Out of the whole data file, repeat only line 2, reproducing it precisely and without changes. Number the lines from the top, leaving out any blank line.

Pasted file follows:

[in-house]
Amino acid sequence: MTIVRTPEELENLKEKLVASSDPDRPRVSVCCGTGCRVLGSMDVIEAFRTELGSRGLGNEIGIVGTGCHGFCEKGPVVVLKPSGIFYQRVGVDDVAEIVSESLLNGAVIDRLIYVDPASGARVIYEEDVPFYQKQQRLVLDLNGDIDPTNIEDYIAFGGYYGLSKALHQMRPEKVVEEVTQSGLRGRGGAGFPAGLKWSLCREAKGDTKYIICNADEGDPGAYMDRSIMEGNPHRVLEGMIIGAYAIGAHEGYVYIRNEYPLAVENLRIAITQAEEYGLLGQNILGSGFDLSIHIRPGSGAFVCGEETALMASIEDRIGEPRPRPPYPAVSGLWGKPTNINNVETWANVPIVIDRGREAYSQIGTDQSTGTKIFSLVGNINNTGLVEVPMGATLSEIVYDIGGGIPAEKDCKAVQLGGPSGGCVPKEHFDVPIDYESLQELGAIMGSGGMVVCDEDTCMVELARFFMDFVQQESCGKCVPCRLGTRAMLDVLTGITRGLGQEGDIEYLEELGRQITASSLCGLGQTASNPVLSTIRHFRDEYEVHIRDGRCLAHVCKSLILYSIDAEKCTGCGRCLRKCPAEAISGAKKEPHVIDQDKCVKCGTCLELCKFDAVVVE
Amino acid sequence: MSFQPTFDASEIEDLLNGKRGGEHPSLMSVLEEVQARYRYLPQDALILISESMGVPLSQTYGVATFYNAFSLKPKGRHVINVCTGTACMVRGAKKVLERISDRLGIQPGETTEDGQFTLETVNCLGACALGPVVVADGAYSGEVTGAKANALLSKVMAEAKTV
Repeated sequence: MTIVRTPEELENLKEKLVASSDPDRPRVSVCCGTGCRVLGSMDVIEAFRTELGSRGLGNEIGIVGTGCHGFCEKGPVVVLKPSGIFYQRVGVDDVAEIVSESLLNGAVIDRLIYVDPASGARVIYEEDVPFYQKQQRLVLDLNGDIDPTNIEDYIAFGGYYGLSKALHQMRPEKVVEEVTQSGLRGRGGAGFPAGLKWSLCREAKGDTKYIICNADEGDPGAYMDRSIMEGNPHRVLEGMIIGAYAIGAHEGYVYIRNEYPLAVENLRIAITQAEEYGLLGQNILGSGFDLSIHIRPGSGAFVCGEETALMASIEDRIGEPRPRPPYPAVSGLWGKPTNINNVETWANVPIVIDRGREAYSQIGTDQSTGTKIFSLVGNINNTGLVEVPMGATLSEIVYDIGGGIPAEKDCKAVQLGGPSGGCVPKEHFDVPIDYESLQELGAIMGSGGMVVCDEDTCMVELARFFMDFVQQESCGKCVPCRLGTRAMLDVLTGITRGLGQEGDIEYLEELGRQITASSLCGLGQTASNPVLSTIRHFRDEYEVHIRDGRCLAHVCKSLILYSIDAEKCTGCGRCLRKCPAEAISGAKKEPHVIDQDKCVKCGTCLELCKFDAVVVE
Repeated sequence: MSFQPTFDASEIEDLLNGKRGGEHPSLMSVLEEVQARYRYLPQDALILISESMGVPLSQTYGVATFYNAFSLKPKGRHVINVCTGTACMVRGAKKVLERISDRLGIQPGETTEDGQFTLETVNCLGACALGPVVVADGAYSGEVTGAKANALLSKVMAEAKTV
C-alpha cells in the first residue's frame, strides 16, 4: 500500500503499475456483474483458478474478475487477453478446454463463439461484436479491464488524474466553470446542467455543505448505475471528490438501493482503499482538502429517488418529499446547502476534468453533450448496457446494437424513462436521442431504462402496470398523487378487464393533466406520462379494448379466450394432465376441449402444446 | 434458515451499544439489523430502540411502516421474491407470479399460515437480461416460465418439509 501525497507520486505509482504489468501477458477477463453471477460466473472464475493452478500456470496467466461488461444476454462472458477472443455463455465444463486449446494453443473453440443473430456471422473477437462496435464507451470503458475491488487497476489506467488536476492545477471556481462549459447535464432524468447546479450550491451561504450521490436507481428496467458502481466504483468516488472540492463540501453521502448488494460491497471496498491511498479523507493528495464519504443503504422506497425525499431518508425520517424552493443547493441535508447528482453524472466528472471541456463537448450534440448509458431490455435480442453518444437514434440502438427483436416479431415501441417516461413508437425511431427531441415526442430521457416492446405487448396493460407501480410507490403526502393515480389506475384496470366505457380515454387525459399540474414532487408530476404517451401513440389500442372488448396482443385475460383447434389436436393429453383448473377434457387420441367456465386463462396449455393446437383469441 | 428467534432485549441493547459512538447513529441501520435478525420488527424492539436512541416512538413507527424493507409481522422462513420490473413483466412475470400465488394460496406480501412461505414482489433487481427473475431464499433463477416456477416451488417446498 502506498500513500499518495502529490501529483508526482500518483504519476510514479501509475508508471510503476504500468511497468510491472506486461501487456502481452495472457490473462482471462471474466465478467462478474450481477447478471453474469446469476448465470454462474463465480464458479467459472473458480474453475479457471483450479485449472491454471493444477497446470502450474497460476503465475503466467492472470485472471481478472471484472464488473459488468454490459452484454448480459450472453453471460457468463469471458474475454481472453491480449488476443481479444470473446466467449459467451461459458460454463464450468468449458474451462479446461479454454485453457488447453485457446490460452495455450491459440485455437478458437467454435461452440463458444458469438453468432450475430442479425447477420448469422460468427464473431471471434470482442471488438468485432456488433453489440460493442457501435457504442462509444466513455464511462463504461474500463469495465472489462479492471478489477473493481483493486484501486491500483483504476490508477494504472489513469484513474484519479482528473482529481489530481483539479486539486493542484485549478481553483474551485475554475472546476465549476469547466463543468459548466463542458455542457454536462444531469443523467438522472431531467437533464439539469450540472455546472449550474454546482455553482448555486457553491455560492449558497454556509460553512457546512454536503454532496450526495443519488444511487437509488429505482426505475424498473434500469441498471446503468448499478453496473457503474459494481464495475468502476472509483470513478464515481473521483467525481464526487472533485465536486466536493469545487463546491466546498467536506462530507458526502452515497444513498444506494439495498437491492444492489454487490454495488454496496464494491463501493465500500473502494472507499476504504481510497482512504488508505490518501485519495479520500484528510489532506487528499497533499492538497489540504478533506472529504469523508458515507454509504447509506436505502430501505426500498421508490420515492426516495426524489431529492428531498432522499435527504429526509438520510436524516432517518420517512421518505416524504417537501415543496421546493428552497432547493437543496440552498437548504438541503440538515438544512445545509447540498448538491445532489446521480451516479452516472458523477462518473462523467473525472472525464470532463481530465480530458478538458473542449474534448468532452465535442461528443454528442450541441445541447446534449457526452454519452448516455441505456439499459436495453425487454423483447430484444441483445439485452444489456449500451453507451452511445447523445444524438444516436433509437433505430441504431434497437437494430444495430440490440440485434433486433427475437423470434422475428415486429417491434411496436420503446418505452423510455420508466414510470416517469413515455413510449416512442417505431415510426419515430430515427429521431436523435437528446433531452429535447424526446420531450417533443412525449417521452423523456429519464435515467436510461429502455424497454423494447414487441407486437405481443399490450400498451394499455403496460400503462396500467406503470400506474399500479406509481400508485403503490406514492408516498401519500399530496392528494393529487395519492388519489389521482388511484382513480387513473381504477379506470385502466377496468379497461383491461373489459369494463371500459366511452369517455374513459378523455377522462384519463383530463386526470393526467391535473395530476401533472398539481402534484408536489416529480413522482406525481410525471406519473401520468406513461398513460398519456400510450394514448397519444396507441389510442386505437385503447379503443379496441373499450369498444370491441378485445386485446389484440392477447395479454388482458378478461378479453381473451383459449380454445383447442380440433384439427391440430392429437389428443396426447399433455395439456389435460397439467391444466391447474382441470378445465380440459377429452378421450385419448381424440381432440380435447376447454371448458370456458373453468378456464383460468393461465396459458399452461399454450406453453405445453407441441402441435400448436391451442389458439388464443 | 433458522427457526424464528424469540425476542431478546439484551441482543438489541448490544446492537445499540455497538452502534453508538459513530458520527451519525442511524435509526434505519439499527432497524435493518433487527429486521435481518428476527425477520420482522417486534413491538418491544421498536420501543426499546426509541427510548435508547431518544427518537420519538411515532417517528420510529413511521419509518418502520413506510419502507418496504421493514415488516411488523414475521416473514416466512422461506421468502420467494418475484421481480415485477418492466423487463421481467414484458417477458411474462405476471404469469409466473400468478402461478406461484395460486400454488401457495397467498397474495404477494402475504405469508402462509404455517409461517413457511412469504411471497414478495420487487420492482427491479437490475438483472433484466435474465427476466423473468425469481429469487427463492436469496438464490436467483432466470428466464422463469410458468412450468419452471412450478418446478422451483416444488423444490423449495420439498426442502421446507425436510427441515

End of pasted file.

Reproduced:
Amino acid sequence: MTIVRTPEELENLKEKLVASSDPDRPRVSVCCGTGCRVLGSMDVIEAFRTELGSRGLGNEIGIVGTGCHGFCEKGPVVVLKPSGIFYQRVGVDDVAEIVSESLLNGAVIDRLIYVDPASGARVIYEEDVPFYQKQQRLVLDLNGDIDPTNIEDYIAFGGYYGLSKALHQMRPEKVVEEVTQSGLRGRGGAGFPAGLKWSLCREAKGDTKYIICNADEGDPGAYMDRSIMEGNPHRVLEGMIIGAYAIGAHEGYVYIRNEYPLAVENLRIAITQAEEYGLLGQNILGSGFDLSIHIRPGSGAFVCGEETALMASIEDRIGEPRPRPPYPAVSGLWGKPTNINNVETWANVPIVIDRGREAYSQIGTDQSTGTKIFSLVGNINNTGLVEVPMGATLSEIVYDIGGGIPAEKDCKAVQLGGPSGGCVPKEHFDVPIDYESLQELGAIMGSGGMVVCDEDTCMVELARFFMDFVQQESCGKCVPCRLGTRAMLDVLTGITRGLGQEGDIEYLEELGRQITASSLCGLGQTASNPVLSTIRHFRDEYEVHIRDGRCLAHVCKSLILYSIDAEKCTGCGRCLRKCPAEAISGAKKEPHVIDQDKCVKCGTCLELCKFDAVVVE